• ‘In fact, the market in such goods had fallen dramatically at the delivery date and the buyer eventually bought the same goods from a third party for £30,000 and used the pellets for cattle food.’
    • ‘MY daughter tossed a handful of food pellets into the water and it became a boiling, threshing mass of giant trout.’
    little ball, little piece
    View synonyms
    1. 1.1A piece of small shot or other lightweight bullet.
      • ‘My foot skips over the wall, sending a stream of shotgun pellets down.’
      • ‘While inversely charged subatomic particles were a lot harder to dodge than shotgun pellets, they still were painful to get hit by.’
      • ‘These can be easily missed or confused with wounds from shot gun pellets or small caliber bullets.’
      • ‘Virtually all the students hit by shotgun pellets were wounded in the back.’
      • ‘Soon the concrete was covered with plastic bullets and pellets and the heavy stench of tear gas and pepper spray was in the air.’
      • ‘She was hit in the leg with two pellets from the shotgun blast during the robbery at Barclay's Bank, Westhoughton, five years ago.’
      • ‘The police responded by firing rubber bullets, wooden pellets, and tear gas into the crowd.’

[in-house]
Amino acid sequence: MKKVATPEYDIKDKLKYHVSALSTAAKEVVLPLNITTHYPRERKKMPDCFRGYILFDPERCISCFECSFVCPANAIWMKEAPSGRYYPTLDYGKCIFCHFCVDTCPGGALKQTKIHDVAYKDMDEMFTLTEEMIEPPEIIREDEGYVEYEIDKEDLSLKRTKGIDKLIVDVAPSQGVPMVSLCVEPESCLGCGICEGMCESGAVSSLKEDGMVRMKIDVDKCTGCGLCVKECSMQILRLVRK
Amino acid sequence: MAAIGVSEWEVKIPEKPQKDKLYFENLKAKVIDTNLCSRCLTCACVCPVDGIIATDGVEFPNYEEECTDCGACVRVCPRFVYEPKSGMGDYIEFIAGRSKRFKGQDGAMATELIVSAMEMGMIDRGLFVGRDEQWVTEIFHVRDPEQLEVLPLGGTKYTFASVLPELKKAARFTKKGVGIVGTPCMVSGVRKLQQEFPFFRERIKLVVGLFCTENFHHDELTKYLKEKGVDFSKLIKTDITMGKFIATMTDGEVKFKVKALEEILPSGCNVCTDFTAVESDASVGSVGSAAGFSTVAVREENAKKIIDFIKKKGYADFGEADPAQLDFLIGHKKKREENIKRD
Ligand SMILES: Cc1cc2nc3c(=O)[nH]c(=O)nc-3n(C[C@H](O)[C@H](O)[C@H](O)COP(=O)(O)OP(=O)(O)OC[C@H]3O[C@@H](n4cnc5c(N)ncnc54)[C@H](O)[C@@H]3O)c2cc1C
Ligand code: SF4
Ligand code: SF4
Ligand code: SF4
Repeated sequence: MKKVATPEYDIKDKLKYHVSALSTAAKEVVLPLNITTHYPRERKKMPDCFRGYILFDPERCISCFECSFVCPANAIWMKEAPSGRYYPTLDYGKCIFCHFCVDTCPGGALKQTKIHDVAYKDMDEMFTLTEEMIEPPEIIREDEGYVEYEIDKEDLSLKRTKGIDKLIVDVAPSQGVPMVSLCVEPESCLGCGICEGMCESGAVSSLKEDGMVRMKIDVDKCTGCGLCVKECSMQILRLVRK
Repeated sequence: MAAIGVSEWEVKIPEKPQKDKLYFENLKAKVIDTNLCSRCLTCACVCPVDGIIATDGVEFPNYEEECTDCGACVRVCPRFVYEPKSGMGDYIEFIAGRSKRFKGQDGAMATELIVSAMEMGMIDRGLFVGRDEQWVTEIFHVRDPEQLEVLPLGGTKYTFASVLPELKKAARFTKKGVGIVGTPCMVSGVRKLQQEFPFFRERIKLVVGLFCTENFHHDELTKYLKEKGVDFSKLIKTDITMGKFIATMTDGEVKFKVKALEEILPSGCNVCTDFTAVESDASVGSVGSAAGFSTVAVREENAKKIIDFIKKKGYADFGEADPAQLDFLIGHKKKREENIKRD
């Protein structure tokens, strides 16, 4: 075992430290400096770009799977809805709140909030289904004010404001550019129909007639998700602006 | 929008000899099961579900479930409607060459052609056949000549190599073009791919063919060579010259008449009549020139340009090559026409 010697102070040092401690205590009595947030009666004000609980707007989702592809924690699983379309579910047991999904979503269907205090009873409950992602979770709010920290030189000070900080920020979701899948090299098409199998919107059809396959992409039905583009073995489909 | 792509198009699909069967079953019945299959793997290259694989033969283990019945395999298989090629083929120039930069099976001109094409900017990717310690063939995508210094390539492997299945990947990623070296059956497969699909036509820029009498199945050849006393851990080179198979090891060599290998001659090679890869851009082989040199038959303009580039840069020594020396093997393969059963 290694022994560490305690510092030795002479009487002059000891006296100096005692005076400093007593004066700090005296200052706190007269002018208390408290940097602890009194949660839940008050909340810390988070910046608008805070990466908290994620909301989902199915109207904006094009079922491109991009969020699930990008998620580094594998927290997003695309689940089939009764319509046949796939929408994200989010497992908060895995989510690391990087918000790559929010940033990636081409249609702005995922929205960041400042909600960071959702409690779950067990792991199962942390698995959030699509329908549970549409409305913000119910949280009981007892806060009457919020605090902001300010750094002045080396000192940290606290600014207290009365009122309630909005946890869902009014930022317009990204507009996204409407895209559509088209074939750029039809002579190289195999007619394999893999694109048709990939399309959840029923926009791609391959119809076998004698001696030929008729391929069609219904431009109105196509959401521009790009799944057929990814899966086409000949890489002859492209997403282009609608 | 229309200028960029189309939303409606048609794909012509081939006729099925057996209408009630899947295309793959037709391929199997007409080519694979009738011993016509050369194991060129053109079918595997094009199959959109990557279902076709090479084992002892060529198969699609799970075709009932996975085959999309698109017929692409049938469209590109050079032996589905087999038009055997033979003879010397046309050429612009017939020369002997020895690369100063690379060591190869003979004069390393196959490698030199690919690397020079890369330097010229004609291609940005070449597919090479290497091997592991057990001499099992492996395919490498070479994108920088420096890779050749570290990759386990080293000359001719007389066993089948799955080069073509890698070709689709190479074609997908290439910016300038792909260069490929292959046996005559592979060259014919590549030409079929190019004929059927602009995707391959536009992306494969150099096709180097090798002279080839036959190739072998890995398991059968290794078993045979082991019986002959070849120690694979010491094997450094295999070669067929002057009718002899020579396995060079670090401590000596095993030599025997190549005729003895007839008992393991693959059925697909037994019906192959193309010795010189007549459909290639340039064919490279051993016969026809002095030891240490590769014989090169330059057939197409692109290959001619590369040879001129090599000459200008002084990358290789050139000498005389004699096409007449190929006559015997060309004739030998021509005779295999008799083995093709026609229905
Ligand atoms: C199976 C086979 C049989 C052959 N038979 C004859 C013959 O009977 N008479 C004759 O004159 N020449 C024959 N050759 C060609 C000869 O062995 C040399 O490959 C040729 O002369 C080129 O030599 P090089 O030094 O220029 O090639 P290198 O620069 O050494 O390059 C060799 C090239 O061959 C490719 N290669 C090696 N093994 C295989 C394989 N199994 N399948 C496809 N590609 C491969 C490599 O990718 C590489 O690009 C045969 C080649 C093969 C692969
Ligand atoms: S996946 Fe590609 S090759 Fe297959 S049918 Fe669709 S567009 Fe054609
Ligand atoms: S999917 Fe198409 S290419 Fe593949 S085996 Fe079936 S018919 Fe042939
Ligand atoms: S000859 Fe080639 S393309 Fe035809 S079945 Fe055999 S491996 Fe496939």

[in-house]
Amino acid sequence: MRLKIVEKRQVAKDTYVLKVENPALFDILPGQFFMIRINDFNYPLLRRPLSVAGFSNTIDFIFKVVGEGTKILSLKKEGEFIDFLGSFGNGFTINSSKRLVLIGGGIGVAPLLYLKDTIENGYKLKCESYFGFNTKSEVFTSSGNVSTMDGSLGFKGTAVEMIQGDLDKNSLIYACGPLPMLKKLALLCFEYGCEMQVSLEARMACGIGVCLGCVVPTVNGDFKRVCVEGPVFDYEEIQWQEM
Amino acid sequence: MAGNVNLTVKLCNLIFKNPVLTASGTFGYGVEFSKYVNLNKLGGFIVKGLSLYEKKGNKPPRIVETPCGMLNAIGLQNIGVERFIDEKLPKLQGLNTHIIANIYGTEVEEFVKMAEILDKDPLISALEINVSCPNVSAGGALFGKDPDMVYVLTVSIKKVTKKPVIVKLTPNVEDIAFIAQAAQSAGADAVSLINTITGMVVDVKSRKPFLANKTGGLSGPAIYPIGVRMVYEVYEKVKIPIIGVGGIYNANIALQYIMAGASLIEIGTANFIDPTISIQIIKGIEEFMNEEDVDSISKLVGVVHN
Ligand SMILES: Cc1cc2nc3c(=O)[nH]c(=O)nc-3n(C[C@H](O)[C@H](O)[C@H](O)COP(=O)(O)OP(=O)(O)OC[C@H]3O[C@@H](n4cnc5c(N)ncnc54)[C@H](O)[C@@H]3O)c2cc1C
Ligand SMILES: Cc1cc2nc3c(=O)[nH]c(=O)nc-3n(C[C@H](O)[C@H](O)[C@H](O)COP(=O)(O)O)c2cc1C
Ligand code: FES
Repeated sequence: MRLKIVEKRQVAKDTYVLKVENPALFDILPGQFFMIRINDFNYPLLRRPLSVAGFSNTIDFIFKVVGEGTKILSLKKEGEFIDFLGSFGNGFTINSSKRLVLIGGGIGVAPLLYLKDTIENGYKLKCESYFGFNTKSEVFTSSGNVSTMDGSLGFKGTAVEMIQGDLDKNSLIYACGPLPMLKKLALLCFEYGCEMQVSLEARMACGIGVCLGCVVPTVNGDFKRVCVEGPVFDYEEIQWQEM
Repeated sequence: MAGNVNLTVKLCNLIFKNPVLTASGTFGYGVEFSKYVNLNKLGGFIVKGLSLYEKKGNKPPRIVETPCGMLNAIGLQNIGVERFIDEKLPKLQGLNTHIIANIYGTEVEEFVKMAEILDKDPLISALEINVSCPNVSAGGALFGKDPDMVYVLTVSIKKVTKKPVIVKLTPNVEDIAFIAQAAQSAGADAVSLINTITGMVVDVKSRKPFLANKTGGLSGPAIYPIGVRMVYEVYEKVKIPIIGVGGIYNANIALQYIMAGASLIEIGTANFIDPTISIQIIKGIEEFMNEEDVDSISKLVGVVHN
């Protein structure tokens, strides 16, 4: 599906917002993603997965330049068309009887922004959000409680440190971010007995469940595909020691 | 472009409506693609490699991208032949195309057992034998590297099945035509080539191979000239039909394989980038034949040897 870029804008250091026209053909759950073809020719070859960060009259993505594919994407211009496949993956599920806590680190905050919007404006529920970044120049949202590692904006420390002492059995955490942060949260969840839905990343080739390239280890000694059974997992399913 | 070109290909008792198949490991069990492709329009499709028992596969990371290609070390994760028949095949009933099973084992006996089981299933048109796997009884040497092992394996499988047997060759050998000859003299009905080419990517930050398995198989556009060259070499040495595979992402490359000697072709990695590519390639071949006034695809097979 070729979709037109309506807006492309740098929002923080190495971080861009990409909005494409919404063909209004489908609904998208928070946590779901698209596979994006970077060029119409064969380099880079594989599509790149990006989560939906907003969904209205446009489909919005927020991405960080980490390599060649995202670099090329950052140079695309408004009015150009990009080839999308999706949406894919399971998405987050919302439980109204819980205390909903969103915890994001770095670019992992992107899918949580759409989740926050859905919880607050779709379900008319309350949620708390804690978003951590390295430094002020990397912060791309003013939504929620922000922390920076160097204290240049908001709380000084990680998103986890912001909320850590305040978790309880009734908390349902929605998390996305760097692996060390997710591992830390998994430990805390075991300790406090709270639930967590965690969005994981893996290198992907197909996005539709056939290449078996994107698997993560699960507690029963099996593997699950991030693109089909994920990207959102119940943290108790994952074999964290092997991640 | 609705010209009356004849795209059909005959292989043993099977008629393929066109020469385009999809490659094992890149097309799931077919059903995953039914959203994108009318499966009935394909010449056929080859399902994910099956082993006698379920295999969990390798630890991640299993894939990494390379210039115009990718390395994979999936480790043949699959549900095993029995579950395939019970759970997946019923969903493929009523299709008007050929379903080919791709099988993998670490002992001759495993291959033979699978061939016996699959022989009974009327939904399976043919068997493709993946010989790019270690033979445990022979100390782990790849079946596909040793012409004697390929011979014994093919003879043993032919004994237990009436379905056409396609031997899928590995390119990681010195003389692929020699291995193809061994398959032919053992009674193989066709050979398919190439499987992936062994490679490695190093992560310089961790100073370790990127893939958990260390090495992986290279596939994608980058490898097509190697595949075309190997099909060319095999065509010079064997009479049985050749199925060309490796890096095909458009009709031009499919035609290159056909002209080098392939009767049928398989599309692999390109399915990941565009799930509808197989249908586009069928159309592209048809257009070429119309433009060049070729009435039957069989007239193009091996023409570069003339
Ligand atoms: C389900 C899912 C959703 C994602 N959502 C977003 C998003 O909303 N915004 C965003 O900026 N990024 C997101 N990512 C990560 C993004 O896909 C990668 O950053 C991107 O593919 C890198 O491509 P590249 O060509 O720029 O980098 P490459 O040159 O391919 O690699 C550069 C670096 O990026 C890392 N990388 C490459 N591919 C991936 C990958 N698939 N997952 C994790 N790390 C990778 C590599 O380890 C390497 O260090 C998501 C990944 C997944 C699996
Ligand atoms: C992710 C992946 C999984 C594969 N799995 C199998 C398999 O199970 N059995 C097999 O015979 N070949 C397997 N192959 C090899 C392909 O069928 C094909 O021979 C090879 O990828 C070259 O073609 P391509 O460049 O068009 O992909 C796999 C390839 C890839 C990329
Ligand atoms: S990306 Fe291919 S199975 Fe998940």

• ‘Builders working on the house discovered the damage and the shotgun pellets when they arrived on Monday morning.’
      • ‘The victim underwent surgery yesterday to remove four shotgun pellets from his arm and was too frightened of reprisals to talk about his experience.’
      • ‘The same cannot be said for shotgun pellets, bullets, snares or traps.’
      • ‘Imagine that the particle beam is like shot pellets fired from a shotgun shell.’
      • ‘Without verbal warning, the police proceeded to push us down the road using the sonic grenades, rubber bullets, and wooden pellets, as well as charging at us on their row of motorcycles.’
      • ‘By contrast, several students produced medical certificates showing that they were injured by shotgun pellets.’
      • ‘In our ever shrinking world, the short range qualities of shotgun pellets mean we don't need big ranges and lots of space to enjoy our sport.’
      • ‘Katherine caught a few stray pellets from the shotgun before securing her position in the lee of a large oak.’
      • ‘Guns were drawn, and two of the automatons fell to aimed shotgun pellets and crossbow bolts.’
      • ‘You can see the place in the kitchen ceiling where the shotgun pellets hit.’
      • ‘But the advantage is you can go back to using traditional lead shot size pellets and gain a significant improvement in performance.’